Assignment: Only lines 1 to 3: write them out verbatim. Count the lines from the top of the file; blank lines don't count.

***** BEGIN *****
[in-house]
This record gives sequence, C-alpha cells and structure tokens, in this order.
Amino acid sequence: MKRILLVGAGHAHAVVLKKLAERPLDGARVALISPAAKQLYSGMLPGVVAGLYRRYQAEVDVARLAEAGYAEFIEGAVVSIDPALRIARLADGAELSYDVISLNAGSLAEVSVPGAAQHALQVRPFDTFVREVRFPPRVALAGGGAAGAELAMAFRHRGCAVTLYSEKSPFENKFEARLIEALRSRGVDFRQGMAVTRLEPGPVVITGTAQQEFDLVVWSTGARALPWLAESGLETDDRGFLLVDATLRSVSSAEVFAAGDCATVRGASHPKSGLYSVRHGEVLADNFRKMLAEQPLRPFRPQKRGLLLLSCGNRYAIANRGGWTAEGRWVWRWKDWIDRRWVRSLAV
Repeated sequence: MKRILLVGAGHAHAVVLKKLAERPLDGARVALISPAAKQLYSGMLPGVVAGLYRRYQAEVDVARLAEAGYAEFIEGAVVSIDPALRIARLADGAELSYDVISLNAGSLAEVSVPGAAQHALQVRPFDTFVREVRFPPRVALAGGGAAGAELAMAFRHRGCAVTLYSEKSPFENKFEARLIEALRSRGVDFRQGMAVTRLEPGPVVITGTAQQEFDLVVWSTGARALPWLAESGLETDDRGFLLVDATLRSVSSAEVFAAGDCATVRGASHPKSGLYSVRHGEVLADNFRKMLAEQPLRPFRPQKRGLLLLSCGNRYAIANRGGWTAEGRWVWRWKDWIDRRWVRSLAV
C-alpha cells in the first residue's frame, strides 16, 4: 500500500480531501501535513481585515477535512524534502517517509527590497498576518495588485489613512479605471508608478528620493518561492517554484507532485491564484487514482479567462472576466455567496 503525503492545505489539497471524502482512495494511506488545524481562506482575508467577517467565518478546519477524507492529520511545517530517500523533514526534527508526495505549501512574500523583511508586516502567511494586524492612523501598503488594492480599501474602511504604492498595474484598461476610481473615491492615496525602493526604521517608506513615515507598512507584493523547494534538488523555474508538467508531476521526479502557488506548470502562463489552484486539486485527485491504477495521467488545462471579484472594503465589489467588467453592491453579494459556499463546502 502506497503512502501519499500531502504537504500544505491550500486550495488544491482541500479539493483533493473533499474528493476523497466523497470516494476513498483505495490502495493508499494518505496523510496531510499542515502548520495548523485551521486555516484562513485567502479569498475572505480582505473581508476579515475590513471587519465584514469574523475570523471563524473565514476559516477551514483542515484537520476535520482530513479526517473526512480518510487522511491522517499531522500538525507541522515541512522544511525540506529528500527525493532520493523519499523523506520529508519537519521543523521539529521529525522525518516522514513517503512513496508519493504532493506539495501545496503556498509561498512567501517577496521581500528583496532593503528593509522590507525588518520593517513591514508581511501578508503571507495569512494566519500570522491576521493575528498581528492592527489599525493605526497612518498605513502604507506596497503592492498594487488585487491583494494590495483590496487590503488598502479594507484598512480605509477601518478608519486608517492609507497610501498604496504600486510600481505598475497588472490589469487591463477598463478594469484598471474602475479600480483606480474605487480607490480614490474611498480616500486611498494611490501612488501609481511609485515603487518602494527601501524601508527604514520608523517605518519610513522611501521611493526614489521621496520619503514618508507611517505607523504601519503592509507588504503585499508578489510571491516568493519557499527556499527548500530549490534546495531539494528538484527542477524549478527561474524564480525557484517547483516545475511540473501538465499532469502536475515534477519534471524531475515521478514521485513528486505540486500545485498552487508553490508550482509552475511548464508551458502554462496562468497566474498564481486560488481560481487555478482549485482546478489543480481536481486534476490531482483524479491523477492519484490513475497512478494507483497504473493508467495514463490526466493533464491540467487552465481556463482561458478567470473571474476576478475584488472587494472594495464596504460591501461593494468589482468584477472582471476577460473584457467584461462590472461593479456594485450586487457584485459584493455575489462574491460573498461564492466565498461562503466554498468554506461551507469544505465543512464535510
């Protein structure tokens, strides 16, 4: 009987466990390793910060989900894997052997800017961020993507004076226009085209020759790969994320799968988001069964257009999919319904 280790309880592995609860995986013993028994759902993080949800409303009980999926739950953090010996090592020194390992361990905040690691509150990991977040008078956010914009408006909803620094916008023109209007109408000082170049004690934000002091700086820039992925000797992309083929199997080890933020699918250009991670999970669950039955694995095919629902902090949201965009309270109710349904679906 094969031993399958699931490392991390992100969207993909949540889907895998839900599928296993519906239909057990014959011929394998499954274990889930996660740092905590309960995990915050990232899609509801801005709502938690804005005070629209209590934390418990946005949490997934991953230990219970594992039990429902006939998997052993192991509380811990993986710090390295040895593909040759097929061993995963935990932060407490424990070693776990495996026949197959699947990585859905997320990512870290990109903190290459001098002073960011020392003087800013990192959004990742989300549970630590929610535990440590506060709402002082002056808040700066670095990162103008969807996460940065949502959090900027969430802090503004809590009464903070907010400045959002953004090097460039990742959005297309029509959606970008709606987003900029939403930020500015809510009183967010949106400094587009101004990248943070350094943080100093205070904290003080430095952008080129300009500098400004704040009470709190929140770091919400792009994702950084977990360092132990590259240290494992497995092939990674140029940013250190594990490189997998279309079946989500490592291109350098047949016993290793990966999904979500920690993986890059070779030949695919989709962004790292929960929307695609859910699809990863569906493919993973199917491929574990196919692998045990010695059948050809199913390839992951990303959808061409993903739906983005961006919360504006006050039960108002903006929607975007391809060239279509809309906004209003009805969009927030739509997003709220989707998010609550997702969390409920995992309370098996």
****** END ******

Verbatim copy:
[in-house]
This record gives sequence, C-alpha cells and structure tokens, in this order.
Amino acid sequence: MKRILLVGAGHAHAVVLKKLAERPLDGARVALISPAAKQLYSGMLPGVVAGLYRRYQAEVDVARLAEAGYAEFIEGAVVSIDPALRIARLADGAELSYDVISLNAGSLAEVSVPGAAQHALQVRPFDTFVREVRFPPRVALAGGGAAGAELAMAFRHRGCAVTLYSEKSPFENKFEARLIEALRSRGVDFRQGMAVTRLEPGPVVITGTAQQEFDLVVWSTGARALPWLAESGLETDDRGFLLVDATLRSVSSAEVFAAGDCATVRGASHPKSGLYSVRHGEVLADNFRKMLAEQPLRPFRPQKRGLLLLSCGNRYAIANRGGWTAEGRWVWRWKDWIDRRWVRSLAV